“The Cube,” a performance and video piece by Brittany De Nigris, is also a dynamic addition to Babel’s Bricks and another personal favorite. The block has a long history in art, and has brought us creations as diverse as the Egyptian pyramids and Sol LeWitt’s cube sculptures to Mondrian’s paintings. De Nigris’s idea of liberating this form on the Nebraska prairie, like a corralled wild horse suddenly released back into the wild, certainly has its appeal. We watch helplessly as strong winds send a giant, 10x10x10′ cube of steel and parachute fabric hurtling across the Midwestern landscape. Only human intervention can stop the massive rolling block on its destructive path. Levi elaborates: “‘The Cube’ reminds us that, as we create new forms, the power in their possibility is matched by the power of unintended consequences and that once we have made something it immediately has a life of its own.”
To the Woods and Back Again
Nature is also a touchstone in Roger Feldman’s wooden maquette and wall-piece, Sarah Burris’s cloud and cat collages emblazoned with gold leaf, and Maggie Gourlay’s “A Few Weeks in the Life of a Plant,” which uses leaves as both building blocks and a way of measuring time. Natasha van Netten‘s grid of 78, hand-drawn orcas pinned to the wall simultaneously represent individual whales, as well as a whole species. (There are only 78 wild Southern Resident Killer Whales remaining).
Pam Rogers is known for her use of natural materials and “Plantae” is some of her strongest work to date. Constructed on six block panels, Rogers creates her own interconnected world using plant, soil, and mineral pigments alongside more traditional art materials like graphite, ink, and gold leaf.
The only nature in evidence in Matthew Northridge’s sculpture, “Here it Is (Right Where You Left It),” is the artificial kind. Northridge, whose New York show, contained numerous block-like collages and sculptures, has taken his work in an entirely new direction with a humanoid, block figure bursting at the seams with artificial grass. Smartly situated nearby is Max Spitzer’s “Studio Construction” comprised of dried knotweed, resin, laser-cut, acrylic connectors, wood, plaster, and “one very nice broomstick…found in the woods.” The result is a singular whole that happily never escapes the individualism of its unique parts.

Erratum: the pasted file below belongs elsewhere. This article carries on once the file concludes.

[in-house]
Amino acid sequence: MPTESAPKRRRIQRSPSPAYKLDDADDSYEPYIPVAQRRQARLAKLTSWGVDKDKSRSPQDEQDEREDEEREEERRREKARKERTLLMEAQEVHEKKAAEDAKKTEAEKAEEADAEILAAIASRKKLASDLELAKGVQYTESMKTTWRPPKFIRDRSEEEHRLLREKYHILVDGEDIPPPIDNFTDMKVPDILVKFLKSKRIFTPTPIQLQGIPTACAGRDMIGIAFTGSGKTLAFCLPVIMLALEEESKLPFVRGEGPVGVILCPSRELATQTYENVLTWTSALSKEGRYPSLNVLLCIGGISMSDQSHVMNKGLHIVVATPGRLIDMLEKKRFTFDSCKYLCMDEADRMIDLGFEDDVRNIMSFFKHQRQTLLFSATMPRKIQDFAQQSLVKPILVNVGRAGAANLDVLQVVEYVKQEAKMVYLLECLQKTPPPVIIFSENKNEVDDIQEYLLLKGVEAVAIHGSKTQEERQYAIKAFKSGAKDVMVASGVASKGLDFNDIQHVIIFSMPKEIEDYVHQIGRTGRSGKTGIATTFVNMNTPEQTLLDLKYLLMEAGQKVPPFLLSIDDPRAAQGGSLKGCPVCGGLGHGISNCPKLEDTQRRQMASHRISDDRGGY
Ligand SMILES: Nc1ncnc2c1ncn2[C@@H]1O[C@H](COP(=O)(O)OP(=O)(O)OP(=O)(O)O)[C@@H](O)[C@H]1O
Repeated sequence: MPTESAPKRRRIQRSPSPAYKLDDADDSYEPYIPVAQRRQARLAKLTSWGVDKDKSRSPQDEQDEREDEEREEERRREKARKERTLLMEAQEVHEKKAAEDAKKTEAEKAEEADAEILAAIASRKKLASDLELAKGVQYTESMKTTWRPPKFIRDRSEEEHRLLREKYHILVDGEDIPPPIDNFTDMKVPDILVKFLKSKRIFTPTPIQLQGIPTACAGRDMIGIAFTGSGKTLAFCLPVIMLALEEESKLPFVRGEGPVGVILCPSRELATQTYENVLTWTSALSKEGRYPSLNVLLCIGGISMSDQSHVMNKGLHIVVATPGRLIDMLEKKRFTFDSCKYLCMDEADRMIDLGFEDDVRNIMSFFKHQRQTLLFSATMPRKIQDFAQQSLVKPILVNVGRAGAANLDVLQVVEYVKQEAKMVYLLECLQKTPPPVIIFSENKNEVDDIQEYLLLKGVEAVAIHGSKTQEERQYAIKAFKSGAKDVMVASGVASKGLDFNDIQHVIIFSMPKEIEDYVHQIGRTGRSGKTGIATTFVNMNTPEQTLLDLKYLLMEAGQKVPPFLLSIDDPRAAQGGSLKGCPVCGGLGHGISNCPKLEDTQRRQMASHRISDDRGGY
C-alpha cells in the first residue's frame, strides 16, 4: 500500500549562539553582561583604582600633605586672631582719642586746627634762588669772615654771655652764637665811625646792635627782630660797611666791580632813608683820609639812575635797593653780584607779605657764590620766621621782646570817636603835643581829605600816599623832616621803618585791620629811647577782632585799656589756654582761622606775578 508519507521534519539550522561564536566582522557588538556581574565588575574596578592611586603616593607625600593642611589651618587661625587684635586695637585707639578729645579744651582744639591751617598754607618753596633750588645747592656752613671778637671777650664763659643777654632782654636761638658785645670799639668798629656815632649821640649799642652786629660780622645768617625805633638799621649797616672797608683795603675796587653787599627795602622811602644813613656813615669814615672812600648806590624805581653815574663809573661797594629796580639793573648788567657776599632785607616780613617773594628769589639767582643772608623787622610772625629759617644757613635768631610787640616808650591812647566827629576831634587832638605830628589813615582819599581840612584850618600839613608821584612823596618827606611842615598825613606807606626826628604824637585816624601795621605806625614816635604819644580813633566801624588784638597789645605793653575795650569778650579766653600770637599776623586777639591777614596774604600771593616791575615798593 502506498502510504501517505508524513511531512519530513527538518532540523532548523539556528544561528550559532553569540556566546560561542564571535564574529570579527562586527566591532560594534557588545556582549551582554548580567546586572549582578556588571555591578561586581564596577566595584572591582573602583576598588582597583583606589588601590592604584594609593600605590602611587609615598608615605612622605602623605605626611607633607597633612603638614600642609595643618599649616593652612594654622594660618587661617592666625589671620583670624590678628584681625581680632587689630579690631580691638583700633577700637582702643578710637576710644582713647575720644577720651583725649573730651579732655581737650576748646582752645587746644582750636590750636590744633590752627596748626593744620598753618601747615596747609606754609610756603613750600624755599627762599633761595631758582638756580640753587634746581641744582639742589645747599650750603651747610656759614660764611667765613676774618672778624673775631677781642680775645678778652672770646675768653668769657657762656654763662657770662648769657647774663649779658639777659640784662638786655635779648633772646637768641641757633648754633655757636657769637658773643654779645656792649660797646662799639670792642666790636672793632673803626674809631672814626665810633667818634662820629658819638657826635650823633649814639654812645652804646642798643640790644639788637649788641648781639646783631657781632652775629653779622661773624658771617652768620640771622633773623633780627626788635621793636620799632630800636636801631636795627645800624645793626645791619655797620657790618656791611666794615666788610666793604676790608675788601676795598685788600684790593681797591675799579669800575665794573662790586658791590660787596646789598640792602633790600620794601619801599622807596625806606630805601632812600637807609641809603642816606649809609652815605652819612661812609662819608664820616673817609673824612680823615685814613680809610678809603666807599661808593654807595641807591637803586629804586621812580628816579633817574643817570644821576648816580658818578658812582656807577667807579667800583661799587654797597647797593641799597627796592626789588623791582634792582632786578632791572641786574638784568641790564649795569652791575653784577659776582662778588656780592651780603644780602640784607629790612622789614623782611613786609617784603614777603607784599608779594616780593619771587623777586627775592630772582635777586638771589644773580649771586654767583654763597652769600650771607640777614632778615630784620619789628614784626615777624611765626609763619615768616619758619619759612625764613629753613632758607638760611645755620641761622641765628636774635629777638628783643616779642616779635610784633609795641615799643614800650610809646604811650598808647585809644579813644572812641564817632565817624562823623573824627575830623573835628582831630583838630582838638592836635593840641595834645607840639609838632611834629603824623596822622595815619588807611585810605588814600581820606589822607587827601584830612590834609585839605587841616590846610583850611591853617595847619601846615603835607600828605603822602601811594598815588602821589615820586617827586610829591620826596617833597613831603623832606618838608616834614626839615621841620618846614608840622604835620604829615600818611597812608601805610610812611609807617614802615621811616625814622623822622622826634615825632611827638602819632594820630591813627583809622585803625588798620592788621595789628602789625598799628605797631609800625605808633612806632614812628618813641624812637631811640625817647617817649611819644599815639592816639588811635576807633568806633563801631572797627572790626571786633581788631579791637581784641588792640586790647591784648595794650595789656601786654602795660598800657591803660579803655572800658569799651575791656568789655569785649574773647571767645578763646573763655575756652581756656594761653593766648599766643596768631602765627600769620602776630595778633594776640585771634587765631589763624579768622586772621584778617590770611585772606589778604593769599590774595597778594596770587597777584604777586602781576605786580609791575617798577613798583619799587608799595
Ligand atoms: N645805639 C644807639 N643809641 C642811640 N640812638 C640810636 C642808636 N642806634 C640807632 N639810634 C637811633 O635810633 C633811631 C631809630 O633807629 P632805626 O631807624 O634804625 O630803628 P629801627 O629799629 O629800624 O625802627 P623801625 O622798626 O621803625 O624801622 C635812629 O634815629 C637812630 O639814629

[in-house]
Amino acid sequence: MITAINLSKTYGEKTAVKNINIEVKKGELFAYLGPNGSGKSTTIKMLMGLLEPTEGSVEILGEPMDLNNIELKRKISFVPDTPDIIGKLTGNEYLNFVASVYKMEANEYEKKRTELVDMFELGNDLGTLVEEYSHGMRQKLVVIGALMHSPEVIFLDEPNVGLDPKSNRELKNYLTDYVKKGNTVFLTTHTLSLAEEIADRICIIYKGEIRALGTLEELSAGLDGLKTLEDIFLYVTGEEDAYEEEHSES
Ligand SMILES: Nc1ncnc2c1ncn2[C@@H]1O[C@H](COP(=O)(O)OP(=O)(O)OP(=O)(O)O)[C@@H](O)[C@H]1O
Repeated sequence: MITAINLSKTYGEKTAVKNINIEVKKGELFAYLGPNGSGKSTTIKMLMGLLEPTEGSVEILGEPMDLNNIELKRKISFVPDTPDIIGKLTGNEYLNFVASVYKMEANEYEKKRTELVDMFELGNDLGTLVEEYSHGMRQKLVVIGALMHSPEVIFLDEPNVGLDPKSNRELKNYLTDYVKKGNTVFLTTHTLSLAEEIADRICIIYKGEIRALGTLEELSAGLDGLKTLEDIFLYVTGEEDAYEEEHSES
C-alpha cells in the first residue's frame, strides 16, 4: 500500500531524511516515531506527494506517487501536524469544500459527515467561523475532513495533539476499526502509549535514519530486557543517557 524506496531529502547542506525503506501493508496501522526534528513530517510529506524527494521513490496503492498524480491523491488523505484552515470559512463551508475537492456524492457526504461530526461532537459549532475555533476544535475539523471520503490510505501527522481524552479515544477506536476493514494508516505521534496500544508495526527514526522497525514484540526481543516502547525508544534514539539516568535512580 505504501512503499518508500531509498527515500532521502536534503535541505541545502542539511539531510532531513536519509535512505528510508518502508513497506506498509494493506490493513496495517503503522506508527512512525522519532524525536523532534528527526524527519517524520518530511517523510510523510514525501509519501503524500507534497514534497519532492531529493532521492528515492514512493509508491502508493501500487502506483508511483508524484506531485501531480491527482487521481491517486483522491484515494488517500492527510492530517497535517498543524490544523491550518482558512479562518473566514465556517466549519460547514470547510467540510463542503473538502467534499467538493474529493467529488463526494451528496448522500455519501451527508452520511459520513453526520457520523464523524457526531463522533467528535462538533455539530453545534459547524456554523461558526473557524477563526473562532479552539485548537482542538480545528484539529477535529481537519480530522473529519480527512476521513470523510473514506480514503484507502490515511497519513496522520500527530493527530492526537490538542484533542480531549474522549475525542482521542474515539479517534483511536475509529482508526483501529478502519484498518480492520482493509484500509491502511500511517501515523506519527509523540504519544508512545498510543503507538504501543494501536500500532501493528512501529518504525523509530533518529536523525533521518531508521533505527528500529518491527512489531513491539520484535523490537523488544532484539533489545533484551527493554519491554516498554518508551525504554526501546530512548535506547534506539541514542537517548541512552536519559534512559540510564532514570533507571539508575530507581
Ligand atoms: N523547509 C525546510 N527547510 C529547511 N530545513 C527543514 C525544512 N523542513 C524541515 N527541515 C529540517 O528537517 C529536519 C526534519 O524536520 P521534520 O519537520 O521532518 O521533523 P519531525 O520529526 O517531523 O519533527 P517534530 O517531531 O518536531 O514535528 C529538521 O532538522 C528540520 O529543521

Blocks, Bricks, and What Comes After
Artists Caleb Taylor, Paul Inglis, and Sarah Fagan share a love for both layers and formalism. Taylor’s cut-out, layered, black-and-white photographs play with illusionistic space and scale to make us question what is real and what is perception. Inglis, who has traditionally worked with colorful, three-dimensional blocks, experiments with the woodblock print in a new series of 2-D work, creating playful layers of color that could be the view from any different number of angles and spaces. Fagan traces stacked layers of broken-down soap, vitamin, and chocolate boxes, giving them a hypnotic new life with colored pencil.
Stacking is also a theme in Susan Dopp’s piece. By pairing a watercolor diagram for a stacked tower of boxes with a hand-altered photo of the final piece, in which the actual boxes have been obscured with paint, Dopp transforms literal stacking into metaphorical stacking. Dopp’s piece references blocks in several phases: a plan for construction; literal, painted, cardboard boxes; and, in the combination of these elements, one artwork. “The pieces work in tandem as a statement to the beauty of our plans,” Levi says, “the possibility of failure, and our unique ability to adapt to our situation and create something more spectacular than our original (now failed) plan.” Next to Dopp’s work is the small print, “Printing on Decline in America (Tai Chi),” by Marc Ganzglass, which serves as a coda to the show. Levi sees the silhouetted individual intervening into a brick wall with a light saber, can of spray paint, or some other mechanism, as a reminder that “creation and destruction are necessary partners and we, as a species, have the power to both create and destroy.”
Babel’s Bricks is a satisfying show both visually and intellectually. It proves that limitation can be liberating when it’s done well. Clearly Corwin Levi is not risk averse, for coordinating such a show can be hazardous to a curator’s health. (As the famous saying goes, “Never work with animals or children.” They are unpredictable and always steal the show.) To invite the public to participate in an artwork, while also giving 20 artists free reign to create and submit work of their choosing within a confined theme is certainly a risk, but it’s also a risk worth taking, as some of these enchanting pieces prove. Maybe we, the public, with our reluctant, careful piles of blocks, can learn a lesson or two. Work and play do not have to be opposite impulses. As the artists of Babel’s Bricks demonstrate, it is when work and play merge that we discover our most inventive selves.